Drivers will need to access the DVLA’s Share Driving Licence service, which went live on 19th May 2015. They will also be expected to access details themselves, print them and submit them to a car hire firm or employer. Or they can call the DVLA and give a third party permission to check your driving record verbally (such as over the phone).

With many employers hiring vehicles on an as-needed basis, it is important to check with the car/van hire firm what information they will need. Other than downloading information as described above, drivers can obtain a special code (from which allows the vehicle hire firm access to your record for 72 hours in order to make any necessary checks. This process can apply to both holders of a photocard and a paper licence.

Drivers and employers may not be aware of how many of the current procedures are changing. Like with the abolition of the paper tax disc, they might assume it is business as usual with regard to licences.

The onus is very much on the driver and/or employer to obtain the information they need beforehand in order to drive a vehicle. We very much hope drivers and employers will not be caught out by this, such as being faced with a nasty surprise when trying to collect a vehicle ahead of an important business journey.

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How to Keep Your Young Workers Safe

Young workers, and those on work experience, often do not have the knowledge or experience to spot unsafe practices, and they may be keen to demonstrate their abilities without thinking about the potential consequences. Having clear instructions and control measures in place, and the correct level of supervision, will ensure that they stay safe – and you stay out of court.

5 Top Tips for Keeping Young Employees Safe in Your Workplace

  1. Risk assessment is key. You should already have risk assessed your work activities, but you should review the assessments to ensure they have taken into account the specific needs of young workers, including factors such as a lack of maturity or physical capability. An example is manual handling, whereby a young worker might not be able to carry the same weight as an adult.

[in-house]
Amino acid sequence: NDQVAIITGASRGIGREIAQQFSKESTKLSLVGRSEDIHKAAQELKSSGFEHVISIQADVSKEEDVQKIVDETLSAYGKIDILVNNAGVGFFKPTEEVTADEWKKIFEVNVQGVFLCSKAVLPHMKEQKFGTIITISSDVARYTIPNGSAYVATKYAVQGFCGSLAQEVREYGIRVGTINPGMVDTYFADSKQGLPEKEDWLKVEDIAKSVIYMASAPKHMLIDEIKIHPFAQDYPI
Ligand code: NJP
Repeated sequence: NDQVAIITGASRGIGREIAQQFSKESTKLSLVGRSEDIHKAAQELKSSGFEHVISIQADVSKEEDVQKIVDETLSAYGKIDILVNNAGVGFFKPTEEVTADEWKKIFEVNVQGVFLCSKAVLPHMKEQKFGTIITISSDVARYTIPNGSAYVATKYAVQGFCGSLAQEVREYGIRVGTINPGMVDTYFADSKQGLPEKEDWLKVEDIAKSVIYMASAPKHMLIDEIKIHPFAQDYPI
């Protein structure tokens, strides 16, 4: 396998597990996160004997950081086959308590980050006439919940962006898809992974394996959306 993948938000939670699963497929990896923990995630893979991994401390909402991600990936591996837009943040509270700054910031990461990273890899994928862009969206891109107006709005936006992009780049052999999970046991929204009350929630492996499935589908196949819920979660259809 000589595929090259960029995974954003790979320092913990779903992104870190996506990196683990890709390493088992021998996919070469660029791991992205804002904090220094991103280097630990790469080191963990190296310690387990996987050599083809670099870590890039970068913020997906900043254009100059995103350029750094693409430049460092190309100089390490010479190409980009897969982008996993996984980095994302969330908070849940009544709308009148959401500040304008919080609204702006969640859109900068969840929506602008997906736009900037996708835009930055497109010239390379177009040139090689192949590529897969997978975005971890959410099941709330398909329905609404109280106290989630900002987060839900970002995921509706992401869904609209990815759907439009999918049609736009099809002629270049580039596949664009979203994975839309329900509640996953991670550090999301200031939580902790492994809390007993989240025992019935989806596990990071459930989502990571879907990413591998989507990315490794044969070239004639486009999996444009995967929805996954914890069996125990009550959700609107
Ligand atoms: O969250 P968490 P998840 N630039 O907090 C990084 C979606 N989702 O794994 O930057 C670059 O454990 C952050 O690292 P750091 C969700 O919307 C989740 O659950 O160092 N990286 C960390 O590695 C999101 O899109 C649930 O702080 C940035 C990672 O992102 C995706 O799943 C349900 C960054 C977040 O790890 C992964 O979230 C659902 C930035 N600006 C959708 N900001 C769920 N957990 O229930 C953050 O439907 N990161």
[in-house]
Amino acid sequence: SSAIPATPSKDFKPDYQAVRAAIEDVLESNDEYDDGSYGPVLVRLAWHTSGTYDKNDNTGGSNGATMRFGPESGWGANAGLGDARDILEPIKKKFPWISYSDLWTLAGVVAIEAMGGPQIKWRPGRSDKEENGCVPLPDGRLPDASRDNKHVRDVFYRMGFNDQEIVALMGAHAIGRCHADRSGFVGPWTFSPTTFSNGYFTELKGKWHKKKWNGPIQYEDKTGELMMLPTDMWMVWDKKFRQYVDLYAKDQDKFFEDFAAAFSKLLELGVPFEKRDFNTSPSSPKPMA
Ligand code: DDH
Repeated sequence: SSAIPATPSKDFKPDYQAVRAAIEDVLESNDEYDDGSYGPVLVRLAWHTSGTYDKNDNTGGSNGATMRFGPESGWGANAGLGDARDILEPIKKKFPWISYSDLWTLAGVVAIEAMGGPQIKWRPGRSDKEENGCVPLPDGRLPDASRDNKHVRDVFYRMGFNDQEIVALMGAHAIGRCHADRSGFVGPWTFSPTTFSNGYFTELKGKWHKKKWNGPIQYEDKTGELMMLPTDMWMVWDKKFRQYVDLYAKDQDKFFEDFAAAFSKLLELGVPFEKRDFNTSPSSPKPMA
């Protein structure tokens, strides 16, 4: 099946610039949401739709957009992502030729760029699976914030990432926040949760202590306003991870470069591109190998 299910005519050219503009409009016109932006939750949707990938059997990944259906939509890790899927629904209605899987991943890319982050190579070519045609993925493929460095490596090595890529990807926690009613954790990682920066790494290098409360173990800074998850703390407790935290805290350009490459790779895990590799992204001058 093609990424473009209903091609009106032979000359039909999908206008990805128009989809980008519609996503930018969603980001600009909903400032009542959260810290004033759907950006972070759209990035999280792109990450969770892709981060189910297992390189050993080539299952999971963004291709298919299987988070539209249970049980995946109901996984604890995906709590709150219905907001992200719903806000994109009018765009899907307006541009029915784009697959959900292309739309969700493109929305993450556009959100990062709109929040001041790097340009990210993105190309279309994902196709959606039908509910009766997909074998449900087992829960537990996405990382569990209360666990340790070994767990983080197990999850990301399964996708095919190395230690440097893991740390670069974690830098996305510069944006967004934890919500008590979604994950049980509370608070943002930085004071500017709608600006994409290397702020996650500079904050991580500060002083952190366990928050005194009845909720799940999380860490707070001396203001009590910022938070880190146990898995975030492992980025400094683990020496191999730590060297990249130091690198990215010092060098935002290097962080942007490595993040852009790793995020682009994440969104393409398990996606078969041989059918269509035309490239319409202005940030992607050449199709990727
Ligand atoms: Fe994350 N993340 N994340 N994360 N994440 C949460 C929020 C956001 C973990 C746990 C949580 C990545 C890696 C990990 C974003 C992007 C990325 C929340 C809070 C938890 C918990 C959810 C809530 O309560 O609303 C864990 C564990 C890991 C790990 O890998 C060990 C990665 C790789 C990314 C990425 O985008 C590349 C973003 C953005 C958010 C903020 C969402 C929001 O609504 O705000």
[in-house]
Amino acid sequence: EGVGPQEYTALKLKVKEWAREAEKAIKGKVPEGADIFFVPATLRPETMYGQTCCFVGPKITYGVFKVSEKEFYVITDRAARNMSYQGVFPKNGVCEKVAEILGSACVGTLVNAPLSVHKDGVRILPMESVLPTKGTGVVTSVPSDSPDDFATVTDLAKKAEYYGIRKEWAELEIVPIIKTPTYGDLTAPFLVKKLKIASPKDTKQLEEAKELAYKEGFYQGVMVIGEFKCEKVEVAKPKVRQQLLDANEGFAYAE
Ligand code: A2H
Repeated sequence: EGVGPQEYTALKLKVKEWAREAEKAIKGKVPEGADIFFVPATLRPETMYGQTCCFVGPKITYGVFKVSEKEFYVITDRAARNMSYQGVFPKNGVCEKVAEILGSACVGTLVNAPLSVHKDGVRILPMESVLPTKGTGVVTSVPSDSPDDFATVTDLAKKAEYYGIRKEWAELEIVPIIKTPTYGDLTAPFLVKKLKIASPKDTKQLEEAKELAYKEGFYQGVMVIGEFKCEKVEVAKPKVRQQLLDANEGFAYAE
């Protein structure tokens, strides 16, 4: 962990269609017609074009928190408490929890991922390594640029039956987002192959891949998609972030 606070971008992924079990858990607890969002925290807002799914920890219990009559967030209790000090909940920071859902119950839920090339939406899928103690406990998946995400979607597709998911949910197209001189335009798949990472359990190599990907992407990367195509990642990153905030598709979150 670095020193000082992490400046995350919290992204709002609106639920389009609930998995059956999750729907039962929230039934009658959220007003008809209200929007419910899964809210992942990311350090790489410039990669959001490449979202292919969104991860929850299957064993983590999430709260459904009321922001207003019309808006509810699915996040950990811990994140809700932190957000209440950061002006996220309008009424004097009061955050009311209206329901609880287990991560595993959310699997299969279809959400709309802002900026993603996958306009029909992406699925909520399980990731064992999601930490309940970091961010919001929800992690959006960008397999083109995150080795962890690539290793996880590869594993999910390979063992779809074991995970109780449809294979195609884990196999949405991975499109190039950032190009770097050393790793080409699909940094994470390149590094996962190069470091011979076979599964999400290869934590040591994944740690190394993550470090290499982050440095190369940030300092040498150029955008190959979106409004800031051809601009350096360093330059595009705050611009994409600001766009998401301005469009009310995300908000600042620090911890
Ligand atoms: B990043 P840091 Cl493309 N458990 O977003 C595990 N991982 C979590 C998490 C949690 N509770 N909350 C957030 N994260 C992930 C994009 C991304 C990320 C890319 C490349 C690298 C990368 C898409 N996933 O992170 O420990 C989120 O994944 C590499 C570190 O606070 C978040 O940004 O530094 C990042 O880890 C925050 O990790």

2. Full training must be given on the work activity, and the associated hazards and control measures. Ask for young workers to explain the information back to you, if you are unsure whether they have understood it.
  3. Ensure there is the correct level of supervision. Often, young people are unaware of the specific hazards they may encounter in the workplace, especially if they are new to work.
  4. Select suitable work activities in relation to the young person’s psychological capacity and ability to understand and follow instructions. Certain high-risk activities such as those involving hazardous substances, excessive heat or cold, vibration or noise may need to be avoided if the risks cannot be suitably controlled.
  5. Establish clear rules as to what young workers can and cannot do in the workplace. It might be useful to put up signage on certain machines that should not be used, or areas not to be accessed, as a visual reminder.

If you require further information, please contact us.